Disease-free amphibian collection

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More information:

http://bsaleurope.com/

The chytrid fungus Batrachochytrium salamandrivorans (Bsal) is the causative agent of the disease chytridiomycosis. Bsal has its origin in Eastern Asia and has accidently been introduced in Europe where it has caused the extirpation of several populations of fire salamanders in no time. This highly contagious and lethal disease threatens amphibian diversity in Europe. Vigilance is warranted.

Do you see sick or dead salamanders or newts in the field, or have you noticed a strong decrease in the number of salamanders or newts in your neighborhood, please contact the agency in your country that can help. Via this link you can find the relevant agency in your country or region: http://bsaleurope.com/report-cases/

Projectpartners
Ghent University [B], RAVON (Reptile, Amphibian and Fish Conservation the Netherlands) [NL], Trier University [D], CNRS (Centre National de la Recherche Scientifique) [F], l'Universite de Montpellier [F], l'Ecole Pratique des Hautes Etudes [F], University of Genova [I], Zoological Society of London [UK], CSIS (Agencia estatal consejo superior de investigaciones científicas) [ESP], Natagora [B]

Translations were conducted by Jaime Bosch and Gonçalo M. Rosa (Spanish), Madalena Madeira (Portugese), Andrew Cunningham (English), Claude Miaud (French), Jelka Crnobrnja Isailović (Serbian), Stefan Lötters (German), Katja Poboljšaj (Slovenian), Svetlana Miteva (Bulgarian, Russian), Bálint Halpern (Hungarian), Vincenzo Ferri (Italian), Polish (Marta Rozwandowicz), Polish (Marta Rozwandowicz), Swedish (Christer Persson) and Macedonian (Sterijovski Bogoljub), Vojtech Balaz (Czech and Slowak).

Random YouTube Video Generator

 This site provides links to random videos hosted at YouTube, with the emphasis on random.

 The original idea for this site actually stemmed from another idea to provide a way of benchmarking the popularity of a video against the general population of YouTube videos. There are probably sites that do this by now, but there wasn’t when we started out. Anyway, in order to figure out how popular any one video is, you need a pretty large sample of videos to rank it against. The challenge is that the sample needs to be very random in order to properly rank a video and YouTube doesn’t appear to provide a way to obtain large numbers of random video IDs.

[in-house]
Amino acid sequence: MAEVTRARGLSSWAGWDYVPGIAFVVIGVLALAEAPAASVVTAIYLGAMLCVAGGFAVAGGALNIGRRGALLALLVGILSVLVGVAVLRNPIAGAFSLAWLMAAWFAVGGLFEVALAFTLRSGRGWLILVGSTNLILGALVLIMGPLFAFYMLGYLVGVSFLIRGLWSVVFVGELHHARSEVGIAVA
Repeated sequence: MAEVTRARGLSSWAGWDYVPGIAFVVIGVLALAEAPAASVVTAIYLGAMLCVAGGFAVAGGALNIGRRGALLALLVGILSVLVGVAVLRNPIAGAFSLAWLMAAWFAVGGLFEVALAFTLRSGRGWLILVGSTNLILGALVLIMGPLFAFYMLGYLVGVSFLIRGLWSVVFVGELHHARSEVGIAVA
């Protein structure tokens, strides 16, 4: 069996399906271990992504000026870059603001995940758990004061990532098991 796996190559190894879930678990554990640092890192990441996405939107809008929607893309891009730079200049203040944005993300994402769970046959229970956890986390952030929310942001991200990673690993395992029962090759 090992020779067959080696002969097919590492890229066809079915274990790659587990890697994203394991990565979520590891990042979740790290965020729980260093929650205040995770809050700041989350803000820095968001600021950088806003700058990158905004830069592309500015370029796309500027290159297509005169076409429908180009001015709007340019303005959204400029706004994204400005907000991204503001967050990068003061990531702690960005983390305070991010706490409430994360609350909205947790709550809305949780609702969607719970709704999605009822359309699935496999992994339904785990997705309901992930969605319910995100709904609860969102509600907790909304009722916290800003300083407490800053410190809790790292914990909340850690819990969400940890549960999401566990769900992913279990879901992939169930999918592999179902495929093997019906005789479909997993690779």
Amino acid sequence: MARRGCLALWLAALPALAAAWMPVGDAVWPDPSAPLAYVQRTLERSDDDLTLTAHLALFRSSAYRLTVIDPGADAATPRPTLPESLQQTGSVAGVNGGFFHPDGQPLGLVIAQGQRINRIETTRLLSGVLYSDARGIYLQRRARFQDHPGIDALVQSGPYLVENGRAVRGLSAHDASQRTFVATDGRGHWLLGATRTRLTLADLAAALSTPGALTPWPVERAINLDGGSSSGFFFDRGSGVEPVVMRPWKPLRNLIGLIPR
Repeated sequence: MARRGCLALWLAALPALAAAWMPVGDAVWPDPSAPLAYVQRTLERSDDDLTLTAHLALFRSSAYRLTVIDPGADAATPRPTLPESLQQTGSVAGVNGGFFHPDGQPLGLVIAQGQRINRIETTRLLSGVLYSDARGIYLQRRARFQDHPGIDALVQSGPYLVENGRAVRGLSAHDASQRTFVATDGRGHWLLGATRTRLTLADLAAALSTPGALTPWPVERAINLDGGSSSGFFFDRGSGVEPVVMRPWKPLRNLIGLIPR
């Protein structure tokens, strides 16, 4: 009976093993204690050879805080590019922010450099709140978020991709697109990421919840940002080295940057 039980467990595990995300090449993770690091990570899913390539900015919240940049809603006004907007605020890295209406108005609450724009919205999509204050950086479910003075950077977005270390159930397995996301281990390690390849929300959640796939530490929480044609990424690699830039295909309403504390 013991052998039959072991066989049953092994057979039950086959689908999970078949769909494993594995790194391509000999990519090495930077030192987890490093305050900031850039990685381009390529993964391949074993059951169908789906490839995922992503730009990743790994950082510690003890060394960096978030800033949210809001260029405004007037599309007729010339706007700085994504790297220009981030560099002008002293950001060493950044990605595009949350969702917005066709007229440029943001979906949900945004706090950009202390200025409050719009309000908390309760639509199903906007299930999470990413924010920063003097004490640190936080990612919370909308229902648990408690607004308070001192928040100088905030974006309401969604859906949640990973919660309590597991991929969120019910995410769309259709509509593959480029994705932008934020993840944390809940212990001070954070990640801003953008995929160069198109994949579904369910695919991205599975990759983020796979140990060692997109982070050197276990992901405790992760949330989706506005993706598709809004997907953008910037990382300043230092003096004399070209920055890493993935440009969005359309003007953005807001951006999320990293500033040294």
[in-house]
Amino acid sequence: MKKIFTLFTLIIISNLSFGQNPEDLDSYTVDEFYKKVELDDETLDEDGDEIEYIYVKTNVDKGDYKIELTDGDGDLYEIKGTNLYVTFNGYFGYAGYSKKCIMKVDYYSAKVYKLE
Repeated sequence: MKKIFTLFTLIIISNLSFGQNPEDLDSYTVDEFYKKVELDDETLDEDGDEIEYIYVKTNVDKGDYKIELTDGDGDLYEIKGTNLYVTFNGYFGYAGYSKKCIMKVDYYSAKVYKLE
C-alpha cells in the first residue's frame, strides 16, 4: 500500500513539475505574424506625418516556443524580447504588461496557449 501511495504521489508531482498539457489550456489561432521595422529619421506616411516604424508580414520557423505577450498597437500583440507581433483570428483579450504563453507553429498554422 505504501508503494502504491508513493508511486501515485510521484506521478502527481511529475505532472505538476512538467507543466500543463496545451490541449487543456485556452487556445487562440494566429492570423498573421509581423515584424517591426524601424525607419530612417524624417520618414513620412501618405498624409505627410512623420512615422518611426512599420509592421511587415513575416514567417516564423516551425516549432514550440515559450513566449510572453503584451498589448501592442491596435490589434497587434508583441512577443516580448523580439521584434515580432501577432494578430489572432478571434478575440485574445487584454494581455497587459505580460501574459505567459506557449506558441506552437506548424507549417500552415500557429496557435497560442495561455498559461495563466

Even if you search on YouTube for a random string, the set of results that will be returned will still be based on popularity, so if you’re using this approach to build up your sample, you’re already in trouble. It turns out there is a multitude of ways in which the YouTube search function makes it very difficult to retrieve truly random results.

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 YouTube is an American video-sharing website headquartered in San Bruno, California. YouTube allows users to upload, view, rate, share, add to playlists, report, comment on videos, and subscribe to other users. It offers a wide variety of user-generated and corporate media videos. Available content includes video clips, TV show clips, music videos, short and documentary films, audio recordings, movie trailers, live streams, and other content such as video blogging, short original videos, and educational videos. Most content on YouTube is uploaded by individuals, but media corporations including CBS, the BBC, Vevo, and Hulu offer some of their material via YouTube as part of the YouTube partnership program. Unregistered users can only watch videos on the site, while registered users are permitted to upload an unlimited number of videos and add comments to videos. Videos deemed potentially inappropriate are available only to registered users affirming themselves to be at least 18 years old.

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